About Biolog, Inc.
Biolog is a privately-held company based in Hayward, CA, that continues to lead in the development of powerful new cell analysis tools for solving critical problems in biological, pharmaceutical, and biotechnological research and development. It is the world leader in phenotypic cell profiling. Biolog’s advanced phenotypic analysis technology is unique in its broad applicability to cells – this includes bacterial cells and fungal cells as well as animal cells. More than 260 scientific publications and presentations document the effectiveness and productivity of PM technology. The PM product line adds to the innovative microbial identification products offered by the company, such as the new GEN III System. Biolog products are available worldwide, either directly from the company or through its extensive network of international distributors. Further information can be obtained at Biolog's website, www.biolog.com.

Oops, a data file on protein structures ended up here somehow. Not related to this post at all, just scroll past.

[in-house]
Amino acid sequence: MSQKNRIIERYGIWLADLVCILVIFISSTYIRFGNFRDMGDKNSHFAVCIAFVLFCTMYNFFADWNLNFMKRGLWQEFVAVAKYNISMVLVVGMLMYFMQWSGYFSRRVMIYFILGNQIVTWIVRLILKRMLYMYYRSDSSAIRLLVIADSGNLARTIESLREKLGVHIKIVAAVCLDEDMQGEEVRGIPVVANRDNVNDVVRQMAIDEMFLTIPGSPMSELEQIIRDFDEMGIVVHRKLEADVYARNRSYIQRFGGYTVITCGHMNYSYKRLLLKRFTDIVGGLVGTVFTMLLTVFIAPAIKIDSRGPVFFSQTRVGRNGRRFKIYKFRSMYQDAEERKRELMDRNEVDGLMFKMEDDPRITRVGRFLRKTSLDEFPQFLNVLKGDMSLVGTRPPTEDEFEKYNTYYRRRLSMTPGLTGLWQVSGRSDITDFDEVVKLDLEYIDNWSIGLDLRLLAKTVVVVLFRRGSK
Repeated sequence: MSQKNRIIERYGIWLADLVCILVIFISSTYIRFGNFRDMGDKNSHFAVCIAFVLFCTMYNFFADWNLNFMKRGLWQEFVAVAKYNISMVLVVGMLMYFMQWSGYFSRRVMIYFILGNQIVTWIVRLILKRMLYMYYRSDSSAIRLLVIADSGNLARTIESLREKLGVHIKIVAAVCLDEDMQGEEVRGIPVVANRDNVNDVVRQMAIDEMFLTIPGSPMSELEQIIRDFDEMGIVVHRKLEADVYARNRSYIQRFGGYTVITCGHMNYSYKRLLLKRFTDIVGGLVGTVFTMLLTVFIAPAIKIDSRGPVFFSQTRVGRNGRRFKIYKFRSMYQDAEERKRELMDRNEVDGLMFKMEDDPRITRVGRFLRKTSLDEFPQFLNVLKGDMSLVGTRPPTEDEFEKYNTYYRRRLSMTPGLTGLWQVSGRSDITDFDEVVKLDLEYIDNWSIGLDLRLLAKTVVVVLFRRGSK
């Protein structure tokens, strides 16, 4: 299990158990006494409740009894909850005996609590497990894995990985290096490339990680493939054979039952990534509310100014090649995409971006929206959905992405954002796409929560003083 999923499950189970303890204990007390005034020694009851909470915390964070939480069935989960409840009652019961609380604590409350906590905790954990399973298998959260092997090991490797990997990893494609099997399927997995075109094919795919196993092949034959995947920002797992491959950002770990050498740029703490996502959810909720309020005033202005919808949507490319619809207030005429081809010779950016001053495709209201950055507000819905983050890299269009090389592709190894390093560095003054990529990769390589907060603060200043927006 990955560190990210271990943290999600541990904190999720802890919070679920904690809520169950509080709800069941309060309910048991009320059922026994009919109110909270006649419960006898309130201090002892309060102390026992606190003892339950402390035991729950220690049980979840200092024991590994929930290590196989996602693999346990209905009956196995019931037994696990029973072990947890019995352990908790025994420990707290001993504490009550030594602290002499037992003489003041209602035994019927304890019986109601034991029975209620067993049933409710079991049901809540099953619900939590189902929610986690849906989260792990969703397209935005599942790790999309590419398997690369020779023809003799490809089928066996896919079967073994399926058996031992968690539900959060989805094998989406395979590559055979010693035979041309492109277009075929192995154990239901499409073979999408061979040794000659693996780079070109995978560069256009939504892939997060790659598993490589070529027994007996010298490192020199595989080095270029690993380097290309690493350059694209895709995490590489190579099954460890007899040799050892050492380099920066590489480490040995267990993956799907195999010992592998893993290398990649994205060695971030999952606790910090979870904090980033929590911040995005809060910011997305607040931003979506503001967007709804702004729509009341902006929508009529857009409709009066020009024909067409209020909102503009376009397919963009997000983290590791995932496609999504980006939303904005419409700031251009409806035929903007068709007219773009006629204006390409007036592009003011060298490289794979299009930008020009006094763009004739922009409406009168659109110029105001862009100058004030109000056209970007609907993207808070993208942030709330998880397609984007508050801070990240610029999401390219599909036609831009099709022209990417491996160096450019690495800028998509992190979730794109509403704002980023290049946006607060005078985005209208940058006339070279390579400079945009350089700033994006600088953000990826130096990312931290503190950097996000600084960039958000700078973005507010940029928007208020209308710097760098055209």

May 15, 2013
For immediate release. For additional information, please contact:
Kim Thomas, Interim Director, 803-750-6988, Kim@scautism.org
South Carolina Autism Society Statement on DSM-5 Changes
The American Psychiatric Association (APA) will release the new Diagnostic and Statistical Manual of Mental Disorders (DSM-5) this weekend at their annual conference. The DSM-5 will include significant changes to the criteria for Autism Spectrum Disorders (ASDs).
According to the APA, “The revised diagnosis represents a new, more accurate, and medically and scientifically useful way of diagnosing individuals with autism-related disorders.” While the DSM-IV included separated diagnoses for Asperger’s, Childhood Disintegrative Disorder, Autistic Disorder, and Pervasive Developmental Disorder – Not Otherwise Specified (PDD-NOS), the DSM-5 eliminates the separate diagnoses.